Bipolar Finances: The Problem of Reclaiming Political Optimism

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James Pethokoukis of US News & World Report has just published an interesting article titled, “The Return of Big Government.”
He suggests that there is no way for either a Republican or Democratic administration to come in without spending a lot of money to deal with everything from climate change to the Iraq War to housing and health care.
My colleague Sherle Schwenninger, who directs New America’s Economic Growth Program, is quoted that national infrastructure alone needs $150 billion/year to deal credibly with the collapse of internal road and bridge infrastructure in addition to next generation infrastructure platforms that the nation needs to regain its footing for economic growth and innovation.
Others suggest that we are digging ourselves into bigger deficits and we need to cut it all.
There is no “political optimism” possible if the next administration is compelled to strangle down much needed infrastructure investment after the reckless war spending that the Bush administration has brought us.
And did anyone hear Andrea Mitchell say the other day that America’s spending on Iraq was not affecting the economy? She may be married to Alan Greenspan — but that is a seriously out of touch comment.
— Steve Clemons

Comments

8 comments on “Bipolar Finances: The Problem of Reclaiming Political Optimism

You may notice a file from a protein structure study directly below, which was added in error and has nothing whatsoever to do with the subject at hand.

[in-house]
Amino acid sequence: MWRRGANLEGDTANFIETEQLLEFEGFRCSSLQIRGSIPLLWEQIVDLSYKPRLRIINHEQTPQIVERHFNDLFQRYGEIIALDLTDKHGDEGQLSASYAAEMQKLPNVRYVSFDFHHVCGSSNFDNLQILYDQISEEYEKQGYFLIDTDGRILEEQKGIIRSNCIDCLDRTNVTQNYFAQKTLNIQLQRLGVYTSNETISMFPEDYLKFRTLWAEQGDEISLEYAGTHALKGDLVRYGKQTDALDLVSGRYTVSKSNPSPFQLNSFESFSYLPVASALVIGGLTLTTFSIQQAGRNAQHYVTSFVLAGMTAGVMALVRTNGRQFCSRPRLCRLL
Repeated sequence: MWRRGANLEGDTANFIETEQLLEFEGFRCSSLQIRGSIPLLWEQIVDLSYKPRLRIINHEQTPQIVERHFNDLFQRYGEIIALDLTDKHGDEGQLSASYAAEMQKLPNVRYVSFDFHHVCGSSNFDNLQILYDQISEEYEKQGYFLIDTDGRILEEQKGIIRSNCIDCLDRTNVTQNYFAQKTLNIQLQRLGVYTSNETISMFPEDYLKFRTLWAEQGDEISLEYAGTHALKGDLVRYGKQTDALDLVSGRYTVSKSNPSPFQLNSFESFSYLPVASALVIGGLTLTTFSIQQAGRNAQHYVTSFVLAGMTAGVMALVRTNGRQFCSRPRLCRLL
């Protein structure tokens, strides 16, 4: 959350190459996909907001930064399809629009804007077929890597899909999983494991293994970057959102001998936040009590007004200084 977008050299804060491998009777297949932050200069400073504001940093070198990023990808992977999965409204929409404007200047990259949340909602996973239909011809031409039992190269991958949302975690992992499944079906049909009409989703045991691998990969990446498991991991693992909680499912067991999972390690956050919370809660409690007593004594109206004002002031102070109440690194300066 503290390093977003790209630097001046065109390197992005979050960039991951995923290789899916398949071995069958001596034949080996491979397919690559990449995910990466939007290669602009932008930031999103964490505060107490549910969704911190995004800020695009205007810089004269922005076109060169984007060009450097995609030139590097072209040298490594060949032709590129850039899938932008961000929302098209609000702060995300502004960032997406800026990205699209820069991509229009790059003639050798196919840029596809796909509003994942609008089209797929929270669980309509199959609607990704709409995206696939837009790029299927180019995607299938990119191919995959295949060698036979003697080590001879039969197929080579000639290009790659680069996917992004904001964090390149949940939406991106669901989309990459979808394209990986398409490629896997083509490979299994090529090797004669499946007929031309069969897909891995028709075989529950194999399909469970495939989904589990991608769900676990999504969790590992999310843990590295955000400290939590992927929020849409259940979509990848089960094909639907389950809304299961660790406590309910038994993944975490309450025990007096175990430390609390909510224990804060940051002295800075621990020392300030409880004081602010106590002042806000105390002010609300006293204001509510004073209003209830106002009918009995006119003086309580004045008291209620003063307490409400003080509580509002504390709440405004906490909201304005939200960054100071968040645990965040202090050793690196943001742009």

1. TokyoTom says:

    “Others suggest that we are digging ourselves into bigger deficits and we need to cut it all.”
    I’m with these folks. We need to end the war, cut back on our empire and start letting the market finance infrastructure – by allowing immediate depreciation and by cutting corporate income taxes (which essentially discourage investment by double-taxing it).

    Reply

  2. Alohabunny says:

    Me thinks that Uncle has been in on it the whole time………..

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  3. Kathleen says:

    Who said, recently, that we are privatizing profits and socializing losses? I say Piratizing profits and stiffing Uncle Sam, offshore.

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  4. David says:

    One of the reasons I always read The Washington Note:
    There is no “political optimism” possible if the next administration is compelled to strangle down much needed infrastructure investment after the reckless war spending that the Bush administration has brought us.
    And did anyone hear Andrea Mitchell say the other day that America’s spending on Iraq was not affecting the economy? She may be married to Alan Greenspan — but that is a seriously out of touch comment.
    Thanks for that much-needed chuckle, Ben.
    And a resounding amen to erichwwk’s comment.

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  5. erichwwk says:

    Steve’s former boss Jeff Bingaman, has it right.
    see John Fleck’s ABQ Journal oped entitled “U.S. Energy Policy Lacks a Conductor” here:
    http://tinyurl.com/3lkn6n